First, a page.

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Legislative Assembly for the ACT: 2004 Week 4 Hansard (31 March) . . Page.. 1435..


MR WOOD (continuing):

know that because I have said it, I believe, often enough. You would know that. As a subset of that, there is a proposal that I will talk about in a short space of time.

Yes, there is a problem; there is no doubt about that; I am not denying that. One of our budgets, our last budget, put $13.4 million over four years into the problem-long overdue, long overdue-and we have already allocated over $2 million of that to get things moving. Sorry, we are way ahead of other people. Sorry about that.

Mrs Burke: Two years down the track, that is not bad, at last.

MR WOOD: You hear this all the time. In contrast with what you people did, we are putting money in, not taking it out. The AIHW, the Australian Institute of Health and Welfare, reports, disturbingly, that there are increasing numbers of young people entering SAAP services-this is stated in their report in 2001-02-and that the ACT has the highest number of 12 to 13-year olds and 14 to 15-year olds in SAAP services in Australia. Yes, indeed there is an issue-no question about that-and we know about it. The report on the needs of homelessness, those that are suffering homelessness in the ACT, also demonstrates quite alarming figures. There is no doubt about this. There is an issue out there, but it is an issue that the government is dealing with.

Many young people leave home, for a variety of reasons. We have to examine all those reasons. They may be having relationship problems within the family. While such matters can be difficult to resolve they require a variety of responses. In the case of young people who are first time out of home, we want to do everything possible to keep them out of the welfare system and out of the refuge system; we want to connect them to community services that can work with them and their families to rebuild their relationships. We need to link up with these young people through their schools and through youth centres on a vast range of ideas. We want to get information and help to them about their options and support before they move into a real crisis. Some young people may be contending with substance dependence, mental health conditions or morbidity. The consequences of emotional, physical or sexual abuse require quite different interventions.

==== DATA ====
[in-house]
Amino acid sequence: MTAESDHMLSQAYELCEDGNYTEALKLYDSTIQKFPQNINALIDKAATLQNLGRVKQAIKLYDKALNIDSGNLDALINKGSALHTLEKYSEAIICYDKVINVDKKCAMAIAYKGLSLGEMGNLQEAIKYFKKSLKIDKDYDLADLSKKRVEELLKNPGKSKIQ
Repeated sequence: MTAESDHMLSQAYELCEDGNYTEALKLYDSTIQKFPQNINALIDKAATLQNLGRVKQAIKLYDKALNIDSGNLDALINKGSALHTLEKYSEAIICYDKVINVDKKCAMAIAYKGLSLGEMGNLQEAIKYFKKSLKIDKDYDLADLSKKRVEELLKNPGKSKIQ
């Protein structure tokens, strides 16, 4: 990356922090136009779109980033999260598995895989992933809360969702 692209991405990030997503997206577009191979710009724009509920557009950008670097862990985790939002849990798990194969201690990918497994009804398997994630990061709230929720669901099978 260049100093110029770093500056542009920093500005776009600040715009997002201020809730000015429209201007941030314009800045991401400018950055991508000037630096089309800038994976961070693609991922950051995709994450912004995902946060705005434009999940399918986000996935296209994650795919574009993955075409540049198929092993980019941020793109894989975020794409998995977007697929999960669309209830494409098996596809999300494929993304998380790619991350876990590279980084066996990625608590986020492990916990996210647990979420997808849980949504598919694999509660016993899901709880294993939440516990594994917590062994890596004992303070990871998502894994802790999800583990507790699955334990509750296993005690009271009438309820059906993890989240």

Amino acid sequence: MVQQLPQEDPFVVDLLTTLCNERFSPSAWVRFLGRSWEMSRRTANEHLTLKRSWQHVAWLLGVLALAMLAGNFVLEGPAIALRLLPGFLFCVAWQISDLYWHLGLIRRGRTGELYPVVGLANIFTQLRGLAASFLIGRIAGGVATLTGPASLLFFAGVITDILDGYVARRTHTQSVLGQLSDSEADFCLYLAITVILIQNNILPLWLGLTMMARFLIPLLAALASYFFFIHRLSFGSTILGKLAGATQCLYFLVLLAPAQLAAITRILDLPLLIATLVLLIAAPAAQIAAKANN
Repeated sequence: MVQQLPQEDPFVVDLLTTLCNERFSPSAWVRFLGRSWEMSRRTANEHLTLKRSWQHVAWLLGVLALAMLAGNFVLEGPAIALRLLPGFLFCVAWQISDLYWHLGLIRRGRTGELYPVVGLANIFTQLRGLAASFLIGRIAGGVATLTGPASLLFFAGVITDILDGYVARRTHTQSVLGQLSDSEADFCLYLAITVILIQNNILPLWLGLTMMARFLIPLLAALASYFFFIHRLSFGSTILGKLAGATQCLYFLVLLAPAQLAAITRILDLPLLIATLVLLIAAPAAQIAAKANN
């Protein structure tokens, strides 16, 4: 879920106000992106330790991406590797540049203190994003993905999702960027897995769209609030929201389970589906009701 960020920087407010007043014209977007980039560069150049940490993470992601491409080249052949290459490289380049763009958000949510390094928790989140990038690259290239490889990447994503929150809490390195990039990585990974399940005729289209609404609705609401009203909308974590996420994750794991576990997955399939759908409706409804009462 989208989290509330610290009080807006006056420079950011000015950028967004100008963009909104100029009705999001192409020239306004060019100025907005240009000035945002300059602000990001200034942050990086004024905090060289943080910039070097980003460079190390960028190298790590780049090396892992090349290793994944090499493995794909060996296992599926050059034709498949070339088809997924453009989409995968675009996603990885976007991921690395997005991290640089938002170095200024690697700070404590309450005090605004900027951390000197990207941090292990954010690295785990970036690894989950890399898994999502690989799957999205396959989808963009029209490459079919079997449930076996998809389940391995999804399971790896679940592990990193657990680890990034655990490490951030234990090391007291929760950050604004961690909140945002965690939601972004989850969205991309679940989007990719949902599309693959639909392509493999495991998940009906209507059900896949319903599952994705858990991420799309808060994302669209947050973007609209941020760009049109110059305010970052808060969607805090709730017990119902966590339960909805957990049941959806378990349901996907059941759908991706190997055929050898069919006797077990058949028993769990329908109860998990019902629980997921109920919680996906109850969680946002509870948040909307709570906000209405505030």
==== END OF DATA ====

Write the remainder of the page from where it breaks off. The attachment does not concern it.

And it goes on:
Our current response to homeless young people in the ACT includes funding of $3.2 million to refuges and $1.4 million to youth centres. Of course, there are many initiatives that work with families before crisis to build their relationships and their resilience. But yes, I agree: we still need to look closely at these responses to ensure they are the most appropriate, that they are well targeted and that they are effective. We have been looking closely; we put the money there; we are spending the money; but we are also looking closely to define the best strategy.

I know that youth SAAP providers are doing a lot of work at the moment to build their capacity to respond to the complex needs of homeless young people. We need to support on-the-ground workers, making sure they are trained and resourced to do the work. We also need to look carefully at identified service gaps.

A new facility may be necessary. A new facility is not always the most appropriate response. I would say that, in looking at the circumstances of those first time, out-of- home young people, a facility is not necessarily going to be the service response of choice, although it is obviously something that gets a high degree of consideration.


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